... life-circuit established between him and all living individuals. Break that circuit, and the sun breaks. Without man, beasts, butterflies, trees, toads, the sun would gutter out like a spent lamp. It is the life-emission from individuals which feeds his burning and establishes his ...
— Fantasia of the Unconscious • D. H. Lawrence

... A, as in "sad" will be found the most favourable, because the formation of the mouth, and the position of the tongue which it necessitates, enable us to get a complete view of the interior of the voicebox, which during the emission of other vowel sounds is more ...
— The Mechanism of the Human Voice • Emil Behnke

... middle of the night, rumblings of thunder were heard, and lightnings illuminated the glen. When we were starting on the following morning, some aborigines made their appearance, and vented their delight at our appearance here by the emission of several howls, yells, gesticulations, and indecent actions, and, to hem us in with a circle of fire, to frighten us out, or roast us to death, they set fire to the triodia all round. We rode ...
— Australia Twice Traversed, The Romance of Exploration • Ernest Giles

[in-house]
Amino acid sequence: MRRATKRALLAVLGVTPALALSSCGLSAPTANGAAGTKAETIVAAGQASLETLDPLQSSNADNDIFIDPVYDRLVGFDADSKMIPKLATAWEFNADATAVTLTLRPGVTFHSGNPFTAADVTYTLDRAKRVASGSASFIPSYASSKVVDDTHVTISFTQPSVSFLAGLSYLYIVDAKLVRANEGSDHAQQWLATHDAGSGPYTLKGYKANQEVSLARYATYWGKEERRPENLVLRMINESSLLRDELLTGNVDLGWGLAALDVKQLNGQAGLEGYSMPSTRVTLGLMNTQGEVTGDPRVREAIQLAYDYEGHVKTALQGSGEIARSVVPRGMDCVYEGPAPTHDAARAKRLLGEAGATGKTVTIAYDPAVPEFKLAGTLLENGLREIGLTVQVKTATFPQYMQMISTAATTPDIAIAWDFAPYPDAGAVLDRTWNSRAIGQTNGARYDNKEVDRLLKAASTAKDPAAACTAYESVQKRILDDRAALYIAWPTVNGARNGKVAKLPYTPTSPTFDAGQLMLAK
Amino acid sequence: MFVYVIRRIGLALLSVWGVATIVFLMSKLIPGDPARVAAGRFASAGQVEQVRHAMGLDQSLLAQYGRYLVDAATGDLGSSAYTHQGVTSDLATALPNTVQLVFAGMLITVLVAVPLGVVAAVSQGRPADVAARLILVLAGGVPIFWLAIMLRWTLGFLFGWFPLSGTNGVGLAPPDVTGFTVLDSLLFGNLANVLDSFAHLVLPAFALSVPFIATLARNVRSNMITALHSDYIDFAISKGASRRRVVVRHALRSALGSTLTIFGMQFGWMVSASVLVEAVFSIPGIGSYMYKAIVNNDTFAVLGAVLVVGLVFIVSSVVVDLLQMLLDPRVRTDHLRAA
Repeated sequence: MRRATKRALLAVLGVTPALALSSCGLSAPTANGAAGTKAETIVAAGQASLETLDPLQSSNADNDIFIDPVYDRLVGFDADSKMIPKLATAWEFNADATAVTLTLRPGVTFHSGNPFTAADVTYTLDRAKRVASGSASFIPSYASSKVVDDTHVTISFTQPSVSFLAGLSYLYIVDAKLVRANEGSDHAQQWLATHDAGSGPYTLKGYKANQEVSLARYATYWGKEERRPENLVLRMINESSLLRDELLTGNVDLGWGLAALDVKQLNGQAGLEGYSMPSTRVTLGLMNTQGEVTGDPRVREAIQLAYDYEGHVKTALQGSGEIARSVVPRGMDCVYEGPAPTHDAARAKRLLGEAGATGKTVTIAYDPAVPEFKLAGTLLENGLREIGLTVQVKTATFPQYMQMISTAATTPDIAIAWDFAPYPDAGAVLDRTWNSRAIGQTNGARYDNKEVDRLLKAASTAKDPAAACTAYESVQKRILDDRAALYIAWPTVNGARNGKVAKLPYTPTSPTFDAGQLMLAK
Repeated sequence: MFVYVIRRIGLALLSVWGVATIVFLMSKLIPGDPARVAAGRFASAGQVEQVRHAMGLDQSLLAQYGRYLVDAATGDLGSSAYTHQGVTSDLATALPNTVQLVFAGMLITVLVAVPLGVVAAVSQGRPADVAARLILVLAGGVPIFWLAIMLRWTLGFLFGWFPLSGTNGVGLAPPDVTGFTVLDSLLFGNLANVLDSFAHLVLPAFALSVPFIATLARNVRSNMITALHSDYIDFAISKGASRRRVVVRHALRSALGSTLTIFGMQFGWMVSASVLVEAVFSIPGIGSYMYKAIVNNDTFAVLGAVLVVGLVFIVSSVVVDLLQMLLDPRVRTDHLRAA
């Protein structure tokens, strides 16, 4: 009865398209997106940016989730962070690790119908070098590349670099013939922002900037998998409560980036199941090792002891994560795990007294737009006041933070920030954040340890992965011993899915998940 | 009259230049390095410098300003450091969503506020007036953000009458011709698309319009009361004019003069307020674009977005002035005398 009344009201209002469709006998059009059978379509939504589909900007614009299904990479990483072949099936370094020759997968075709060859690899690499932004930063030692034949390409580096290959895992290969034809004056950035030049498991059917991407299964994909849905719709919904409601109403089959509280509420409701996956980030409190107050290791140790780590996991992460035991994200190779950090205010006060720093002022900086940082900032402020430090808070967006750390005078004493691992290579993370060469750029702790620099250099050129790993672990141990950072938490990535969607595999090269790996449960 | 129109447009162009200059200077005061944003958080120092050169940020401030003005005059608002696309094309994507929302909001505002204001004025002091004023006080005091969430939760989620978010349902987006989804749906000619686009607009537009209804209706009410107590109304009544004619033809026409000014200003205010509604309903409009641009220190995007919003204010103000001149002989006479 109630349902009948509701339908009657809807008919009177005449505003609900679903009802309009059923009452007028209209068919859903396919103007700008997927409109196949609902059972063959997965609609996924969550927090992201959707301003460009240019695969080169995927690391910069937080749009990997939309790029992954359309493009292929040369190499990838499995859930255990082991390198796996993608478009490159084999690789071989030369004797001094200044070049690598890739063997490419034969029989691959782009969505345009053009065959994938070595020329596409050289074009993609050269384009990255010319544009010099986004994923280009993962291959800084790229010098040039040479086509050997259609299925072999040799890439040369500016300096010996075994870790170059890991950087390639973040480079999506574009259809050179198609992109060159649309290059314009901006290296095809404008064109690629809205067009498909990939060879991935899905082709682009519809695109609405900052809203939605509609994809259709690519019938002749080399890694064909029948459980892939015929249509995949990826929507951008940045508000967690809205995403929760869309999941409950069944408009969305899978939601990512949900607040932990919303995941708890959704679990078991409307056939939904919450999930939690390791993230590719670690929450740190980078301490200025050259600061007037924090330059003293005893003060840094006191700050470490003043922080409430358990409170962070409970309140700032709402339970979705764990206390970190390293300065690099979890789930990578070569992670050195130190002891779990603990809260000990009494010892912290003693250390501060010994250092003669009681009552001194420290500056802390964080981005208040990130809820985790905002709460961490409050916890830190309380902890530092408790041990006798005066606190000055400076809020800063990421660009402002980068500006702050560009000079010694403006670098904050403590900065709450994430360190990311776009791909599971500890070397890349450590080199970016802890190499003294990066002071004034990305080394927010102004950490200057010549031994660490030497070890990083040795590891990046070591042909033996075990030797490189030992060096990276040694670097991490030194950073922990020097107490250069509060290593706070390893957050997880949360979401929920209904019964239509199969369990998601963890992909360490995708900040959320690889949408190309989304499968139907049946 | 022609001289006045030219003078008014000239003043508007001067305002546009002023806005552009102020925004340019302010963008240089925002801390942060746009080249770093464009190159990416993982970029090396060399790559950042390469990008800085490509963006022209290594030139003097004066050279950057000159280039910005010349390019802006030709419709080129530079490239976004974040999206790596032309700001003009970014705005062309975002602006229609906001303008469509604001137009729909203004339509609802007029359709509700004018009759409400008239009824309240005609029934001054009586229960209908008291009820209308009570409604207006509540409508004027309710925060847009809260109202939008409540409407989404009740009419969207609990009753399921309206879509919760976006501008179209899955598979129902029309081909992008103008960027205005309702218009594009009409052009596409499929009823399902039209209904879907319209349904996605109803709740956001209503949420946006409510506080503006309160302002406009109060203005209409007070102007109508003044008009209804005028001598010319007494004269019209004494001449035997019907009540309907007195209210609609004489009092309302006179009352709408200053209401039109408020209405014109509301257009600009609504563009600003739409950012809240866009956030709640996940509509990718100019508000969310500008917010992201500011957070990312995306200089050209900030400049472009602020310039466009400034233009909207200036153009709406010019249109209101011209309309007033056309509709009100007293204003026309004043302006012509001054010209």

... exceeding 5,000 feet. Another point must not be overlooked. In a spirited naval engagement the combatants would speedily be obliterated from the view of those aloft by the thick pall of smoke—the combination of gun-fire and emission from the furnaces and a blind attack would be just as likely to damage friend ...
— Aeroplanes and Dirigibles of War • Frederick A. Talbot

... * the Court was confronted with a case in which a State had sought to evade the prohibition of the Constitution against the emission of bills of credit by establishing loan offices with authority to issue loan certificates intended to circulate generally in dimensions of fifty cents to ten dollars and to be receivable for taxes. A plainer violation of the Constitution would ...
— John Marshall and the Constitution - A Chronicle of the Supreme Court, Volume 16 In The - Chronicles Of America Series • Edward S. Corwin